March 7, 2016 (NAIROBI) – The US-based Human Rights Watch has accused South Sudan government forces (SPLA) of allegedly of executing numerous killings, enforced disappearances, rapes, and other grave abuses in recent military confrontations with armed groups in its Western Equatoria province.
Other serious abuses, including rape, were also committed by armed rebels groups in the area, the rights body said Monday.
“As South Sudan’s fighting has shifted west, so too have the atrocities by government forces and rebel groups. South Sudan’s leaders should put a stop to all abuses,” said Daniel Bekele, Africa director at Human Rights Watch.
“Both an arms embargo and an effective war crimes court are also crucial to help stem the abuses and send a message that the crimes will be punished”, he added.
South Sudanese military officials were not immediately available to comment on the matter.
Last month, a United Nations report revealed that South Sudan’s main warring faction in the country’s conflict were killing, abducting, displacing civilians and destroying property despite a peace deal they both signed to end over 20 months of violence.
More than 10,000 people have been killed and over two million displaced after a political dispute within South Sudan’s ruling party, SPLM, sparked off a civil war in 2013.
The fighting was mainly between the Dinka and Nuer, two of the nation’s largest tribes.
According to Human Rights Watch, fighting between government armed forces, the SPLA, and local armed groups, known as “Arrow Boys” began in May 2015, and has since spread across Western Equatoria. The Arrow Boys, composed mostly of Zande, Jur, and Moru ethnic groups, are named after local defense forces formed in the region in 2009 to fight the Ugandan rebel group, Lord’s Resistance Army attacks in South Sudan.
“While some Arrow Boys have publicly aligned with the rebel SPLA in Opposition, giving them a role in the broader conflict, one of their groups sought a separate peace deal with the state government,” said the rights body.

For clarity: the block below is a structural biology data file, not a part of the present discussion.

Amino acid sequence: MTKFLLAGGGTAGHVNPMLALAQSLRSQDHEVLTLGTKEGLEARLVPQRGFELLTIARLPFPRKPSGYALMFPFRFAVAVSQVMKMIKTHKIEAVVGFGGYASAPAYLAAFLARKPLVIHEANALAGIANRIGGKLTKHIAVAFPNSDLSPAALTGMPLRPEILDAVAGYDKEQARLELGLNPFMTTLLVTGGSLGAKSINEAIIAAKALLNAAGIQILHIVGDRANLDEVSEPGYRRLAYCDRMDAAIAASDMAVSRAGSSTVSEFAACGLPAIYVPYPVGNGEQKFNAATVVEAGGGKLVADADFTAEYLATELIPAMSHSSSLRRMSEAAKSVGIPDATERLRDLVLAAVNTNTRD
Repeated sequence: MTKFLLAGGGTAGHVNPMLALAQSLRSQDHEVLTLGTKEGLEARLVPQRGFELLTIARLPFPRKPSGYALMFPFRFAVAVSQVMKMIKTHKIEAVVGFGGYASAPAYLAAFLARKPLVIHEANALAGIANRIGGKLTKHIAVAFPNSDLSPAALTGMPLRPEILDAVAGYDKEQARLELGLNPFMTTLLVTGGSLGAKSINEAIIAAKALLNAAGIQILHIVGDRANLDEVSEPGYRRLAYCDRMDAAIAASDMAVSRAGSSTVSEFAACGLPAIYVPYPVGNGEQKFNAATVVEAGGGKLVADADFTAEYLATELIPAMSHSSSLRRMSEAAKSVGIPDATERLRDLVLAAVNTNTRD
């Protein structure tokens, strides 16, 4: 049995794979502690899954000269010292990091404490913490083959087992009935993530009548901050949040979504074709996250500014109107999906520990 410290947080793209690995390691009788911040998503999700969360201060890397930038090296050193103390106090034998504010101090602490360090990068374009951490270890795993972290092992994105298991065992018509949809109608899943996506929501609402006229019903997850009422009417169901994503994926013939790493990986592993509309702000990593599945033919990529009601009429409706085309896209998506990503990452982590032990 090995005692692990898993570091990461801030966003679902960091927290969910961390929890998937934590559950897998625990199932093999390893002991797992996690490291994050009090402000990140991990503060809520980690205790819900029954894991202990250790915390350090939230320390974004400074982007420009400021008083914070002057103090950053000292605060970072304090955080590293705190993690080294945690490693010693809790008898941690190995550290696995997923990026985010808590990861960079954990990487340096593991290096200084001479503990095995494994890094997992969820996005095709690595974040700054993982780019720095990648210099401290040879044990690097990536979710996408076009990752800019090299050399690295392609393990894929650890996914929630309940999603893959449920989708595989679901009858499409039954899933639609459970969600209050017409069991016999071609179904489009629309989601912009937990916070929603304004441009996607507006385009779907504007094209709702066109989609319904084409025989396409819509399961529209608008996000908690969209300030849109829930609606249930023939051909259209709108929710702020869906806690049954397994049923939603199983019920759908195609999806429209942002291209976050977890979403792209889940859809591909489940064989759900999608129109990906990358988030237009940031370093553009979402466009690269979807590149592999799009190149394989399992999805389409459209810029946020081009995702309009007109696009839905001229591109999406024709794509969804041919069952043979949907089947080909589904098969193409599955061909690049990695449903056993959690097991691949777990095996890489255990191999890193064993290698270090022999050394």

South Sudanese authorities, it said, largely failed to respond to allegations of abuses, underscoring the breakdown in law and order that has accompanied the spread of conflict. Human Rights Watch researchers allegedly saw bodies of two men, shot in the head and chest, their arms tied behind their backs, decomposing in a teak forest more than two weeks after UN peacekeepers discovered the corpses and alerted local officials.
The report highlights incidences of killings by the army in various parts of Western Equatoria, urging the African Union Commission to expedite establishment of a hybrid court to try serious crime cases as envisioned in the August 2015 peace agreement.
The United Nations Security Council, it further stressed, should impose a comprehensive arms embargo on all forces in South Sudan to help curtail abuses against civilians.
Fighting has, in recent weeks, escalated in other parts of South Sudan. In one widely reported incident, on February 17, government soldiers and other armed men attacked a UN protection of civilian camps in Malakal. About 20 people were killed and at least 100 injured, and 2,700 shelters were burned. Most of the camp’s 43,000 residents were forced to flee to an older protection site or back into the city.
Currently, UN peacekeepers are sheltering nearly 200,000 people at six protections of civilian sites in South Sudan and more than 2.3 million people have been displaced.
Both the South Sudanese government and its armed opposition faction have made commitments to support justice for crimes against civilians since the conflict began in December 2013, but there have never been any domestic investigations into alleged abuses, despite several calls for a probe.